There may be a situation where a government bailout of a corporation is justified, but I cannot think of one. Companies should simply be allowed to go bankrupt.


Most human beings have to depend on themselves or their families. If I fall on hard times, I do not receive a bailout. When tough times hit, I or most small businesses do what  should be done. Costs are cut, and acquisitions are delayed or denied.

Airlines are a prime example. Now they blame the high price of fuel oil. Before that they blamed 9/11. Before that they blamed the Ides of March, one eyed Jacks,  suicide Kings, and any number of  mythical excuses to  hide an unavoidable truth…the CEOs did lousy jobs. Thankfully, the government did not bail these pathetic excuses for companies out. The government let them sink or swim on their own. The government was right.

For some reason many on Wall Street should be rewarded no matter what. Wall Street absolutely should be rewarded for bringing in sky high profits. Multi-million dollar bonuses do not bother me in any way. However, incompetence should not be rewarded.

The government bailed out Fannie Mae and Freddie Mac. This was wrong.

The current crisis began because a bunch of home owners bought homes they did not understand and could not afford. It was not greedy lenders. It was greedy individual buyers. I have nothing but contempt for these people because I do not own my own home. I would love to own my home. Property in Los Angeles is simply too expensive. Do not buy anything if you cannot afford it or do not understand it. I do not understand real estate, and what little I know tells me that the prices are higher than what I can afford. Therefore, I do not buy real estate.

Americans are hooked on credit. The President said America is addicted to oil. Americans are addicted to credit. I own a 55 inch big screen television. I bought it factory refurbished after doing some research and getting a warranty. I paid $800, not $8,000. I drive a 1987 Oldsmobile Cutlass Siera. I paid $2,000 for it. I own it outright. No, it is not a fancy car. It is not sexy. On the rare occasions I have a high class function in another city, I rent an expensive rental car. I still come out ahead.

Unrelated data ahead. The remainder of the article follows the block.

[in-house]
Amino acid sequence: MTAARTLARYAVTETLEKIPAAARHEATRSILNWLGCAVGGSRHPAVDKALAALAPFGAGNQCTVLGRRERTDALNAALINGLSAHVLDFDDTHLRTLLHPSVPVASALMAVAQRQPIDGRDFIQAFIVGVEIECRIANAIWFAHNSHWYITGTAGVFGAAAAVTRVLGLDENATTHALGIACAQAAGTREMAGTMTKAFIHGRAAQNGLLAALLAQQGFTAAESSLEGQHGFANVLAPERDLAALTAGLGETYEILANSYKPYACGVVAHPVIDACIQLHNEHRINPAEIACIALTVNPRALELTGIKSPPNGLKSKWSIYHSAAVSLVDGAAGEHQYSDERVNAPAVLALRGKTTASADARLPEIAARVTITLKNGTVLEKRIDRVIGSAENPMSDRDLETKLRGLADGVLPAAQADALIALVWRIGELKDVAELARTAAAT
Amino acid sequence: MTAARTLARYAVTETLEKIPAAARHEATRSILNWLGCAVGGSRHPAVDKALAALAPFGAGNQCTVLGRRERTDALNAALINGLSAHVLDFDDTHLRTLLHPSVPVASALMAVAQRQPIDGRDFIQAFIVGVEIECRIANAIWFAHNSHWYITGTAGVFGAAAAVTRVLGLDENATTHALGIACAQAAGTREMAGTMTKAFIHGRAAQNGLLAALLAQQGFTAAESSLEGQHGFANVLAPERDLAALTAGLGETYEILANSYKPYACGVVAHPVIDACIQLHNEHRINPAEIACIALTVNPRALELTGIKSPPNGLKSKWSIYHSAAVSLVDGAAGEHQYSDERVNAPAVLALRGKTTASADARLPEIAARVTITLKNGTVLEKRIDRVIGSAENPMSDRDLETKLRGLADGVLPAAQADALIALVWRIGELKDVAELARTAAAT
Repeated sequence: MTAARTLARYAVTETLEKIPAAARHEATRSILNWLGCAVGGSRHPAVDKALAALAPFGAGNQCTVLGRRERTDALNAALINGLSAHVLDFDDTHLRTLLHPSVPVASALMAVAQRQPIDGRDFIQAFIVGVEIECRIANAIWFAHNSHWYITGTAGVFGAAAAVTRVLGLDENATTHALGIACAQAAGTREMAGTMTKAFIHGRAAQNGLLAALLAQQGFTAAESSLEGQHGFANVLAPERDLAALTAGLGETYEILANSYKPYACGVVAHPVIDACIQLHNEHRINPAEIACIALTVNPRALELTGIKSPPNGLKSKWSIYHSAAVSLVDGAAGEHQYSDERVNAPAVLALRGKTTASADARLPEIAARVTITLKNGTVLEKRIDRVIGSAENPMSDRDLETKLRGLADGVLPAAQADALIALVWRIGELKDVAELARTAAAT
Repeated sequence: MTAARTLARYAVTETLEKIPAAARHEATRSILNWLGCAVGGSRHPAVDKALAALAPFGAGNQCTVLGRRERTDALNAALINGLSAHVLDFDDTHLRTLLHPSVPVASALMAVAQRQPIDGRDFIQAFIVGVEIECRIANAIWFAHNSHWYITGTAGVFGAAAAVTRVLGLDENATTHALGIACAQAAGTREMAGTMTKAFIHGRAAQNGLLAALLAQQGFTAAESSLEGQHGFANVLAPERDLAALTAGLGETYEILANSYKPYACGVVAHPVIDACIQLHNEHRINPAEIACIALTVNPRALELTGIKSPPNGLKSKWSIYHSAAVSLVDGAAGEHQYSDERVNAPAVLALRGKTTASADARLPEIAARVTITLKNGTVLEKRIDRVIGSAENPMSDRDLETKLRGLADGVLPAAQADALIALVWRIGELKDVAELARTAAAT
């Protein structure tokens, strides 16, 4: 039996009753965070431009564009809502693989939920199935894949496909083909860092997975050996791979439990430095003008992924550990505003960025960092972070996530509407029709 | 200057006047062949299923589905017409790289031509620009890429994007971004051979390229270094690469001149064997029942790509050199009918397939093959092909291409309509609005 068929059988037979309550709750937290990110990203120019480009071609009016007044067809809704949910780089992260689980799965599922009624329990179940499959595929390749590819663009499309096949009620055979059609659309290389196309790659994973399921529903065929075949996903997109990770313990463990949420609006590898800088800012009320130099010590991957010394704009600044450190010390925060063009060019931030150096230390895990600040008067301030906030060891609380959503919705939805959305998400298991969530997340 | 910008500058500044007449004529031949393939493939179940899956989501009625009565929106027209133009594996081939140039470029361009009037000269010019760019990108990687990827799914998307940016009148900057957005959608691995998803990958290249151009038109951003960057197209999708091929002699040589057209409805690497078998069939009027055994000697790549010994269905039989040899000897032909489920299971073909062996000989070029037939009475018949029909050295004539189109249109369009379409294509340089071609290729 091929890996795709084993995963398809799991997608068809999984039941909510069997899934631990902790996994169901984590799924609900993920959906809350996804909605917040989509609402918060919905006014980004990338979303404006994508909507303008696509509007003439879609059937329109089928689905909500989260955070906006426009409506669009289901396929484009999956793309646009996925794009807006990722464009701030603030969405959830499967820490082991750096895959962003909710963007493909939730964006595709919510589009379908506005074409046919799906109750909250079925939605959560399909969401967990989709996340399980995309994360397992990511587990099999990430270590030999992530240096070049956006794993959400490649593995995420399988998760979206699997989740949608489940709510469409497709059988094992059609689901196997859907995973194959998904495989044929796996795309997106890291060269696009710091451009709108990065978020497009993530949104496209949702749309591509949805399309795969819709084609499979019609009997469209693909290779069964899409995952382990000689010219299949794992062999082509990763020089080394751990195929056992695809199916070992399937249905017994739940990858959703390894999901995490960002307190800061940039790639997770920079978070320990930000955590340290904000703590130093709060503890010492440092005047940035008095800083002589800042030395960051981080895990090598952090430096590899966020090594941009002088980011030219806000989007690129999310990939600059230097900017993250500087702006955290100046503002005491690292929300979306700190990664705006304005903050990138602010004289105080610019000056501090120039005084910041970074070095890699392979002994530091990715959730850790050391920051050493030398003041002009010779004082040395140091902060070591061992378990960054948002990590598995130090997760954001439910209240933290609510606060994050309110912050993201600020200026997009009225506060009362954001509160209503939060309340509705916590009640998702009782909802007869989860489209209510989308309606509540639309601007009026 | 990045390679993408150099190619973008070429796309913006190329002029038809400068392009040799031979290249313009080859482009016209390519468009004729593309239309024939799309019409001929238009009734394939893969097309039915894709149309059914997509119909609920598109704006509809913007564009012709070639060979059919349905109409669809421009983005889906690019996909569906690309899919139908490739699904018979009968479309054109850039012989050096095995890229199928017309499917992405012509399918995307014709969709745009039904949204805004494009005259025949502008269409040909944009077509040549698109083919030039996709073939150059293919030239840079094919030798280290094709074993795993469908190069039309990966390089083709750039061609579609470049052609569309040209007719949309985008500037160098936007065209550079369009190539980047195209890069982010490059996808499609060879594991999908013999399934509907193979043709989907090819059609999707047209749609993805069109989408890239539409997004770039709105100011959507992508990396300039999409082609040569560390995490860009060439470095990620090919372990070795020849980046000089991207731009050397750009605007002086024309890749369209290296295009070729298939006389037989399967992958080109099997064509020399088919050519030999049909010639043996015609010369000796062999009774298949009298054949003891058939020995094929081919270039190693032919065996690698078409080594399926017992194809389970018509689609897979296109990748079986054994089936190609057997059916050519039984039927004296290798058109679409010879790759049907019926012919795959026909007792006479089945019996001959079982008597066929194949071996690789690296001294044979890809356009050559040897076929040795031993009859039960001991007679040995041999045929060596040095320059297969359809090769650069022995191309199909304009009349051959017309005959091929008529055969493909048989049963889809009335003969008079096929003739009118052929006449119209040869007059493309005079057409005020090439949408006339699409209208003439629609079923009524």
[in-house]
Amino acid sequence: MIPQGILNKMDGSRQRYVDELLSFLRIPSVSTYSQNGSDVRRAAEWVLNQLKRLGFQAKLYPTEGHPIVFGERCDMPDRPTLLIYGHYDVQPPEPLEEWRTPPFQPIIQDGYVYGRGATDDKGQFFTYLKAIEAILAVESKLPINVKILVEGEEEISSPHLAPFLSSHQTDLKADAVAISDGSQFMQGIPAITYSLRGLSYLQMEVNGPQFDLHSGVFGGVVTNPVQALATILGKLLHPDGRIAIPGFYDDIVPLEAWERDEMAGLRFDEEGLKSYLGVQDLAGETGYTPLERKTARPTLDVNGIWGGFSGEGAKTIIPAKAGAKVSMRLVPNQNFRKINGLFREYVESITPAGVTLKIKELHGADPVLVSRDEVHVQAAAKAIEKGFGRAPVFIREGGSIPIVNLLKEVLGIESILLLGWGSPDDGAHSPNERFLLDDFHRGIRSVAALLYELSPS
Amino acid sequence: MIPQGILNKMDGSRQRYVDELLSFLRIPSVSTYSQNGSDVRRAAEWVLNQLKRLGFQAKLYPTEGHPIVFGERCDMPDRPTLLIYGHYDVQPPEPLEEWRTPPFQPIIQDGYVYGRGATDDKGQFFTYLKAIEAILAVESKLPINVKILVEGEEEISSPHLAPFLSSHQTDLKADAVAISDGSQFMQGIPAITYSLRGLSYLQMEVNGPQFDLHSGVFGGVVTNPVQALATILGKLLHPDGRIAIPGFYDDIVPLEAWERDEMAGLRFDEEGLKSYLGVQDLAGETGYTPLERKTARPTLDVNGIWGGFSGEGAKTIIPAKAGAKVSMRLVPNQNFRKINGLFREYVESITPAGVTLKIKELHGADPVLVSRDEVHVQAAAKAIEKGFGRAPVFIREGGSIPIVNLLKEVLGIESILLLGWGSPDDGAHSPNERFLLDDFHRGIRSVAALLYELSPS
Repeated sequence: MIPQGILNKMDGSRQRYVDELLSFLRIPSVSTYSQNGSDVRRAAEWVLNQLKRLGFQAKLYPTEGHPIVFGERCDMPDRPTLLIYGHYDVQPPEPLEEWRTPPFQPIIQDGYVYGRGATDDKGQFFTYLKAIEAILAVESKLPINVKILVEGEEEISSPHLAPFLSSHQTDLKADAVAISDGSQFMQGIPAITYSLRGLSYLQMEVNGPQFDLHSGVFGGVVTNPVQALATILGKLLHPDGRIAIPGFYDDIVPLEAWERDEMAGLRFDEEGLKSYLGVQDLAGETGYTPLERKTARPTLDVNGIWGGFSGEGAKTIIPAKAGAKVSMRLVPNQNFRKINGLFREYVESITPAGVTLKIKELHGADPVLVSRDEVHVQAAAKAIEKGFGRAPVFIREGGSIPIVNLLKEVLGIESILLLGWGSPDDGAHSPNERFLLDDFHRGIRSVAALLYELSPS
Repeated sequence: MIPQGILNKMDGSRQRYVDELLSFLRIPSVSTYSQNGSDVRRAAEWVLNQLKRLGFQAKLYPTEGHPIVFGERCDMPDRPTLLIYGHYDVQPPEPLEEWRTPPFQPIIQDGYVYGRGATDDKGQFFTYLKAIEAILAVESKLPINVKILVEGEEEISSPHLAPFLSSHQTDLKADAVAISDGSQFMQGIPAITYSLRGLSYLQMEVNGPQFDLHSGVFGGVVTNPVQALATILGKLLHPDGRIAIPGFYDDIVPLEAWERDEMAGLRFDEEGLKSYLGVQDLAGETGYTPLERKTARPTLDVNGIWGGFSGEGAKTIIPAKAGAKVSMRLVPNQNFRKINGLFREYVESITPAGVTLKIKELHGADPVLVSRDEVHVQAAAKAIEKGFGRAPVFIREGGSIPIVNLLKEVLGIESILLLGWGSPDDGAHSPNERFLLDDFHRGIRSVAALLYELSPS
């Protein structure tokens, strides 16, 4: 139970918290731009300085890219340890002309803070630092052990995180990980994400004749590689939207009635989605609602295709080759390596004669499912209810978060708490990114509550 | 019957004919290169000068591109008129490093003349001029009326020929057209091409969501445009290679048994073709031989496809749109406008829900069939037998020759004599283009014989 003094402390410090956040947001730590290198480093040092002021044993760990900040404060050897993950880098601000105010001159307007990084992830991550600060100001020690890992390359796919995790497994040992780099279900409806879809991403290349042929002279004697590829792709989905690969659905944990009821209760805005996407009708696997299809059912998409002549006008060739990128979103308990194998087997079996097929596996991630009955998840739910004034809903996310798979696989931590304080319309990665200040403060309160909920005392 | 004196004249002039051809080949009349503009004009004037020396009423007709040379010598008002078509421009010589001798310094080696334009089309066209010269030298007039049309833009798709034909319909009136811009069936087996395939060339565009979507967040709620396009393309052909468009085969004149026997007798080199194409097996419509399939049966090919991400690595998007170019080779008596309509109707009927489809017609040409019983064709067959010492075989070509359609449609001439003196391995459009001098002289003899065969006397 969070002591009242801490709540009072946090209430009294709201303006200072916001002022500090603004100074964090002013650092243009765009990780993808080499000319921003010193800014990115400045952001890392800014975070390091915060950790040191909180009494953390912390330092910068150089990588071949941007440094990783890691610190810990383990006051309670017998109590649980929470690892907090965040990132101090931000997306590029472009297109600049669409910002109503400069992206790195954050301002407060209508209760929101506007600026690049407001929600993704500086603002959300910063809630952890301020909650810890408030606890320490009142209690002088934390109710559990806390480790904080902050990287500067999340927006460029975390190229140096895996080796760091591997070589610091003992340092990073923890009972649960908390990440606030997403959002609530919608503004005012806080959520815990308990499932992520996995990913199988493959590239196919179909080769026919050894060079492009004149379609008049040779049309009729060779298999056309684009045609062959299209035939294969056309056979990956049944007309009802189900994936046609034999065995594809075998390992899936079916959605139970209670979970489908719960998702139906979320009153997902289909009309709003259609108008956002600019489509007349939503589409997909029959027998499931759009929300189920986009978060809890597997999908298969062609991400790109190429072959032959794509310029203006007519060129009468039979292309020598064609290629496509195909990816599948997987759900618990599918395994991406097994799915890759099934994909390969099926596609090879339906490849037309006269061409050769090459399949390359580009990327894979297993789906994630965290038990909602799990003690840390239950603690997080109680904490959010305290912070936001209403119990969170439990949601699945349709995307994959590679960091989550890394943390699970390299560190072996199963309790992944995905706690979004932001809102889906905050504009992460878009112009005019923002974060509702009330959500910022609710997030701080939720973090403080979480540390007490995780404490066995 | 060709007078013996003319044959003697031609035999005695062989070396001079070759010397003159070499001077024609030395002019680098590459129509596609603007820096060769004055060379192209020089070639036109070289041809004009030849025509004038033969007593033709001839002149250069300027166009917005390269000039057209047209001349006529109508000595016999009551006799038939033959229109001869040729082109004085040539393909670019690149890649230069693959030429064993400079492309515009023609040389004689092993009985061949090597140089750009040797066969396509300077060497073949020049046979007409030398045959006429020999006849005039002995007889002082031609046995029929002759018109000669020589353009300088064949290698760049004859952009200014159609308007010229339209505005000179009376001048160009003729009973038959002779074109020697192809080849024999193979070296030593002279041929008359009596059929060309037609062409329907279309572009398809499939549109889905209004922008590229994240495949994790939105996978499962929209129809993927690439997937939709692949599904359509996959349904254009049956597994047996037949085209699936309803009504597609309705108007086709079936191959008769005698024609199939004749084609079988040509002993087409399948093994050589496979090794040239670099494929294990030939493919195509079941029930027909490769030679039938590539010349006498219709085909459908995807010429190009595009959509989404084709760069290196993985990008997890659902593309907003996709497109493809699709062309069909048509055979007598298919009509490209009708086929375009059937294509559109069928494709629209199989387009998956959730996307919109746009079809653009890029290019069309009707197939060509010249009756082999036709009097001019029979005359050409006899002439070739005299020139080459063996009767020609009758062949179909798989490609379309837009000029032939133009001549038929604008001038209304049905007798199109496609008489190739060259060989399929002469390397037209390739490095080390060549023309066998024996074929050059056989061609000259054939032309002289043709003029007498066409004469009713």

Fannie Mae and Freddie Mac simply took insane risks. The reason they did this is because they believed that the government would bail them out. These companies should not have existed to begin with, but try making that political argument. After all, what is the purpose of government if not to guarantee all Americans housing?

When these companies failed, the Federal Reserve should have burned the financial village. They did fire the CEOs, and they did take over the two entities, but this was not sufficient. They should have sold them to private corporations. Incentives could have been provided, but the current bailout only encourages further bad behavior.

The Fed got it right with Bear Stearns. The Bear Stearns situation was not a bailout. JP Morgan bought the company at a fire sale price. This was a smart business decision by JP Morgan, which has largely steered clear of the current inconvenience. Some lamented that Bear Stearns ceased to exist. After all, it was such a venerable institution. So what? So were my grandparents. We all die.

Then Lehman Brothers crashed. The Fed got it perfect. They basically told Lehman Brothers to (redacted) itself. Imagine that, an adult corporation being forced to take responsibility for their own actions.

Wall Street was making spectacular profits as little as a couple years ago. The stock market hit an all time in 2007. The problem was that some of the risks necessary to achieve these products was excessive. Some of the companies were leveraged to the hilt.

Merrill Lynch is being bought at a fire sale price by Bank of America. This is positive. Merrill Lynch had a choice of either being acquired or collapsing like Lehman. The CEO of Lehman refused to accept life as anything other than an independent firm. Pride wenteth before the fall. Luckily the CEO of Merrill Lynch did not have the emotional connection that plagued the CEO of Lehman. The CEO of Merrill was new to the firm. He would rather walk away then command a sinking ship.